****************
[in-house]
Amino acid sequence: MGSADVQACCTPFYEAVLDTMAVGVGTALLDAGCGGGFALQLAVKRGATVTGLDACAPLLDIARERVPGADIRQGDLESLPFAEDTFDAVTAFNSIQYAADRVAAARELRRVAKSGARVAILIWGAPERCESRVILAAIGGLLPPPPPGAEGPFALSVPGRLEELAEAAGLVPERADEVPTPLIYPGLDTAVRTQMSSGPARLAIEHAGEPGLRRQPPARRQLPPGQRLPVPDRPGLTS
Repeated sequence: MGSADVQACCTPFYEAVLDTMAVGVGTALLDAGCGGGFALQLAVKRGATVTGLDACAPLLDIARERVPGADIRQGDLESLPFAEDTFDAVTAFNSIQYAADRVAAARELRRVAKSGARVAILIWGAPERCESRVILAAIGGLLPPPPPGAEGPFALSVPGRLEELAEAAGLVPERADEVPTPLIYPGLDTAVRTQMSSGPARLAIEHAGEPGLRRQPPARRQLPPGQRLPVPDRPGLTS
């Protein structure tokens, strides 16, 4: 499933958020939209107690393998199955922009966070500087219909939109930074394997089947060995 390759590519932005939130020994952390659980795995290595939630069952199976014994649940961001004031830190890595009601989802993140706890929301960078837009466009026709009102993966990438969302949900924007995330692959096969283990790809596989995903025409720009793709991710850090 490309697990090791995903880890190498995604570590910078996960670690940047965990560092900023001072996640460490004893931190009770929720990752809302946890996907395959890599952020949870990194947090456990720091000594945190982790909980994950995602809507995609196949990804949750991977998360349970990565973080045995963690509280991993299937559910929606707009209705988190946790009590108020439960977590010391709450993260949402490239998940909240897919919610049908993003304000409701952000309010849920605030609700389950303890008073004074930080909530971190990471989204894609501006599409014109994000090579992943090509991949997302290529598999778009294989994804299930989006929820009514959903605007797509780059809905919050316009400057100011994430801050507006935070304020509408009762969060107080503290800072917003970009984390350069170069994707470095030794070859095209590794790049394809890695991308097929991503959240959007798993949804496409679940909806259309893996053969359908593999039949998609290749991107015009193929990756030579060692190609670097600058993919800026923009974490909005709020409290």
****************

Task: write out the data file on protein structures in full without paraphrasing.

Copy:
[in-house]
Amino acid sequence: MGSADVQACCTPFYEAVLDTMAVGVGTALLDAGCGGGFALQLAVKRGATVTGLDACAPLLDIARERVPGADIRQGDLESLPFAEDTFDAVTAFNSIQYAADRVAAARELRRVAKSGARVAILIWGAPERCESRVILAAIGGLLPPPPPGAEGPFALSVPGRLEELAEAAGLVPERADEVPTPLIYPGLDTAVRTQMSSGPARLAIEHAGEPGLRRQPPARRQLPPGQRLPVPDRPGLTS
Repeated sequence: MGSADVQACCTPFYEAVLDTMAVGVGTALLDAGCGGGFALQLAVKRGATVTGLDACAPLLDIARERVPGADIRQGDLESLPFAEDTFDAVTAFNSIQYAADRVAAARELRRVAKSGARVAILIWGAPERCESRVILAAIGGLLPPPPPGAEGPFALSVPGRLEELAEAAGLVPERADEVPTPLIYPGLDTAVRTQMSSGPARLAIEHAGEPGLRRQPPARRQLPPGQRLPVPDRPGLTS
């Protein structure tokens, strides 16, 4: 499933958020939209107690393998199955922009966070500087219909939109930074394997089947060995 390759590519932005939130020994952390659980795995290595939630069952199976014994649940961001004031830190890595009601989802993140706890929301960078837009466009026709009102993966990438969302949900924007995330692959096969283990790809596989995903025409720009793709991710850090 490309697990090791995903880890190498995604570590910078996960670690940047965990560092900023001072996640460490004893931190009770929720990752809302946890996907395959890599952020949870990194947090456990720091000594945190982790909980994950995602809507995609196949990804949750991977998360349970990565973080045995963690509280991993299937559910929606707009209705988190946790009590108020439960977590010391709450993260949402490239998940909240897919919610049908993003304000409701952000309010849920605030609700389950303890008073004074930080909530971190990471989204894609501006599409014109994000090579992943090509991949997302290529598999778009294989994804299930989006929820009514959903605007797509780059809905919050316009400057100011994430801050507006935070304020509408009762969060107080503290800072917003970009984390350069170069994707470095030794070859095209590794790049394809890695991308097929991503959240959007798993949804496409679940909806259309893996053969359908593999039949998609290749991107015009193929990756030579060692190609670097600058993919800026923009974490909005709020409290």